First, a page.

Apple Pay is a next-generation way for customers to pay for gas or merchandise in your service station or convenience store, and it works much as credit cards do – perhaps with even more security.
Apple Pay is a type of digital wallet users carry on their device, eliminating the need to haul out credit and debit cards for every transaction. Samsung also has introduced Samsung Pay, which offers the same kind of service.
Users like Apple Pay and similar technology because they can connect their payment information, such as a credit card, to their account, then use their fingerprint on their phone to pay (Touch ID on Apple devices). They just access their digital wallet and hold their phone near a wireless reader while engaging Touch ID. The technology also works with the Apple Watch; they have to enter a passcode to use it.
Also appealing to users is that they never have to take their credit cards out of their wallet, so those numbers are never on display.
Apple says this method of payment is more secure for merchants, given that users have to produce a fingerprint or code. The extra layer of security makes the use of a stolen card highly unlikely. In the process, merchants don’t receive the actual credit or debit card numbers.
In the United States, Apple Pay works with major credit cards: Visa, MasterCard, American Express and Discover. (Samsung doesn’t work yet with Discover.) To accept this kind of touchless payment as a merchant, you need a contactless payment-capable point of sale terminal. You can get this terminal through your payment provider; confirm that you are set up to use Apple Pay.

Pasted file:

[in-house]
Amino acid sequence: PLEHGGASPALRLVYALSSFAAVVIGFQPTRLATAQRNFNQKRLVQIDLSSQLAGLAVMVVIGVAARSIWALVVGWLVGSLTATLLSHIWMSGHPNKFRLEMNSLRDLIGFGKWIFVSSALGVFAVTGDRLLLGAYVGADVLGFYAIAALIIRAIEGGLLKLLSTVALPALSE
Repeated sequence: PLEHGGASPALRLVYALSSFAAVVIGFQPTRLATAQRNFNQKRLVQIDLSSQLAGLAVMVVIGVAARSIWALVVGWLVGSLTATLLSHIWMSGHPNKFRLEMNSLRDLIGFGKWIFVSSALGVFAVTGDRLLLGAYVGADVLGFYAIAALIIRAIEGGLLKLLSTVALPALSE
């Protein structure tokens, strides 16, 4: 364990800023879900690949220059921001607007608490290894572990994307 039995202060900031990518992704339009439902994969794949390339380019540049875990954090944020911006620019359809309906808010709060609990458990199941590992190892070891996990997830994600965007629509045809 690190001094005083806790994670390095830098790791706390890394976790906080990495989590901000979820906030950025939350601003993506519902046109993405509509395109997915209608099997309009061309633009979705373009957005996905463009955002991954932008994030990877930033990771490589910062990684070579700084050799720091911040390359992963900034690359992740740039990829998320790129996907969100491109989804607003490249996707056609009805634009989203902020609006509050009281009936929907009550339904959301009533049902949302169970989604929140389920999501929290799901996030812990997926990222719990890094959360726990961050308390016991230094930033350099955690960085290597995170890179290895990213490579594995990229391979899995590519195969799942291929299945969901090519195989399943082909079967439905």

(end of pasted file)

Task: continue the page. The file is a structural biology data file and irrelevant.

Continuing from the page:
There are no additional fees for merchants when customers use Apple Pay. Transactions are treated the same as credit and debit cards when it comes to liability rules.
That said, upgrading NFC (near-field communication) terminals can be pricey – up to $500 per device, according to CreditCardInsider.com. But you may be updating your payment system already to accommodate chip cards, allowing you to do both upgrades at once.
Besides, some devices cost less, such as Square’s contactless reader for $49. And with Apple Pay, credit card issuers have reduced their swipe fees.
The cost of employee training may also be a factor in your decision to offer Apple Pay.
Payment at the pumps via Apple Pay is starting to grow. Apple recently confirmed that ExxonMobil will support Apple Pay through its Speedpass+ app. Chevron is trying out Apple Pay at the pump in select areas as well.
During a transaction, sometimes customers may still need to sign a receipt. “To accept Apple Pay in the U.S. without the need for signature at any amount,” Apple says, “your payment terminal must be capable and configured properly, and your payment provider needs to support the latest network contactless specifications.”
When customers use Apple Pay, a unique dynamic security code is generated for that transaction. That code is paired with the Device Account Number. Touch ID serves as the method of card verification.
Returns work in much the way they do with credit cards. First, you need the Device Account Number (to get it, ask your customer to open Wallet on their device, tap the card and tap the “i” in a circle in the lower right of the display). Alternatively, you can ask the customer to hold their iPhone or Apple Watch near the reader, select the card they used to make the purchase and confirm with Touch ID or the passcode.
Apple Pay can even be linked to your rewards program.